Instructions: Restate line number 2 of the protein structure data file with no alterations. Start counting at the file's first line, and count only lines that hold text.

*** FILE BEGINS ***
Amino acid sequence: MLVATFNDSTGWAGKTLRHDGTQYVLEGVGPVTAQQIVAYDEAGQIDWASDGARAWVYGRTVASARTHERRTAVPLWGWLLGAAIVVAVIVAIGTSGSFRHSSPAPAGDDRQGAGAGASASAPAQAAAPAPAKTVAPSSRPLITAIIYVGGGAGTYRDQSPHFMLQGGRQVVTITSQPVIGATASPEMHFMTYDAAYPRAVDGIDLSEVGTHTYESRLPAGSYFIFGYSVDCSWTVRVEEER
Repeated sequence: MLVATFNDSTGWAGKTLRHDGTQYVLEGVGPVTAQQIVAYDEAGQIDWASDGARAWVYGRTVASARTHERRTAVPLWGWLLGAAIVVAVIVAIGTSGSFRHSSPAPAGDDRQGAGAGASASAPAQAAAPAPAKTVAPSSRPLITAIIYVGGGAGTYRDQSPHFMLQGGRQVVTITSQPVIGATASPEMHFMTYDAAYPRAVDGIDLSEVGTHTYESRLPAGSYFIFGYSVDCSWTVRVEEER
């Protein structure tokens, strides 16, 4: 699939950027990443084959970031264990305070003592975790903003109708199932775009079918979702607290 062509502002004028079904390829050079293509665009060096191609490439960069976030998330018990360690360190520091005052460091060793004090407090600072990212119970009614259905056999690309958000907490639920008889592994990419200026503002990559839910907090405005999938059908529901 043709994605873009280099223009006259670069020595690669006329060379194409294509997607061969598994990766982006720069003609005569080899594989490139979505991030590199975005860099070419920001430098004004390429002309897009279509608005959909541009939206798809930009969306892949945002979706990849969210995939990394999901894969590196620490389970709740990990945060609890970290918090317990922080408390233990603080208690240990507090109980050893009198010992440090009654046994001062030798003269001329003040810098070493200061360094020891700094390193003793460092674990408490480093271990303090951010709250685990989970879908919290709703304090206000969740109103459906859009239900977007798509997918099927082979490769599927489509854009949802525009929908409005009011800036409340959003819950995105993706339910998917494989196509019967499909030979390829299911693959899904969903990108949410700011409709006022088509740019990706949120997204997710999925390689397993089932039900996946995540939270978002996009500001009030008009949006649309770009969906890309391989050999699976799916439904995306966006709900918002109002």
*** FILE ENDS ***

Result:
Repeated sequence: MLVATFNDSTGWAGKTLRHDGTQYVLEGVGPVTAQQIVAYDEAGQIDWASDGARAWVYGRTVASARTHERRTAVPLWGWLLGAAIVVAVIVAIGTSGSFRHSSPAPAGDDRQGAGAGASASAPAQAAAPAPAKTVAPSSRPLITAIIYVGGGAGTYRDQSPHFMLQGGRQVVTITSQPVIGATASPEMHFMTYDAAYPRAVDGIDLSEVGTHTYESRLPAGSYFIFGYSVDCSWTVRVEEER